Tuesday, September 10, 2013

Branikald - Winterkald (1997)

The fourth full-length album from Branikald, Winterkald, was released in 1997. Originally titled Av VinterKald, this L.P. was recorded the previous year, meaning that all of the first four efforts were created in a very short span of time. The music on here follows the same path as its immediate predecessor, Kveldulv, offering up six tracks of cold and minimalist Black Metal. On average, the songs are a little shorter, but there are more of them this time.

Musically, Winterkald does not stray from the style of the previous record. Still, Kaldrad is able to make something meaningful within this simple framework. The melodies seem rather basic at first, but there are subtle nuances that really add a lot of depth and character to the songs. As with the last release, the songs follow the familiar pattern of consisting of fast-picked tremolo riffs with drums that pound away in the distance, hardly perceptible, as the guitars lull you into a trance. The feeling is austere and cold, much as the title would suggest. The vocals are raw and hateful, often rather sparse, allowing the music to really paint a grim and desolate picture in the mind of the listener. In the case of "Сжигая за собой мосты", one is almost reminded of Moonblood, with some of the haunting melodies that flow in and out. There is a sense of urgency to some of them, accentuated by the heightened tension in the vocal delivery. Even within this minimalist style, the atmosphere is very dynamic and poignant. This is not really depressive, yet there are certain melodies that are incredibly sorrowful in the way that they reach right into you and tear at your heart. The more you listen to this, the more you feel carried away from this disgusting world and into some vast, endless forest covered with layers of snow and ice. The sounds here take you far beyond the mortal realm, into a desolate place bereft of the curse of humanity.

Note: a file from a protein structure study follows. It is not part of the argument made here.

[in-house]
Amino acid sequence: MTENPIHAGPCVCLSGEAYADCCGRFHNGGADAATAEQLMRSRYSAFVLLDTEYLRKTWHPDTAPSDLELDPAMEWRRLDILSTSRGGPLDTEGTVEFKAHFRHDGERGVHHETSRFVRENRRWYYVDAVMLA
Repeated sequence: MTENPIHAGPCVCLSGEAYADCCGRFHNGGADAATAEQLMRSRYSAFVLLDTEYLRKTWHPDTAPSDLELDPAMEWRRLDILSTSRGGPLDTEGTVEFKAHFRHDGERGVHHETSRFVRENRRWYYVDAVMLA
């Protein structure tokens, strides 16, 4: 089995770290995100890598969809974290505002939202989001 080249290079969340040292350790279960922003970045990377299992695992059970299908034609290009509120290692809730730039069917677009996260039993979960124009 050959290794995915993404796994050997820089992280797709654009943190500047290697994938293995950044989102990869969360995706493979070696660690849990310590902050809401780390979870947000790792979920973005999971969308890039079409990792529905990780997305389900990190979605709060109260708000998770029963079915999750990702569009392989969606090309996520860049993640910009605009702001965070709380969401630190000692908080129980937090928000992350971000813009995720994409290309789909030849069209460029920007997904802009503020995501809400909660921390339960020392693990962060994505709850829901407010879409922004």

The production is rather similar to Kveldulv, being very raw and primitive. The guitars have a very cold feeling and dominate the sound. The drums sort of just pulse in the background, keeping time but not doing much to stand out, just loud enough to be heard but nothing more. The vocals seem to have a little more reverb than before, but not a lot, which helps with the obscure and hellish effect. All in all, the sound is perfect for this type of music.

Winterkald is a very enjoyable album for anyone into the same sort of minimalist Black Metal that was spawned by Darkthrone's Transilvanian Hunger. The atmosphere is sombre and frigid and the songwriting is very strong, with each composition flowing into the next in a natural way. Everything here fits together and there are no inconsistencies, for once. This is highly recommended for fans of real Black Metal, not the commercial garbage that has usurped that label these days.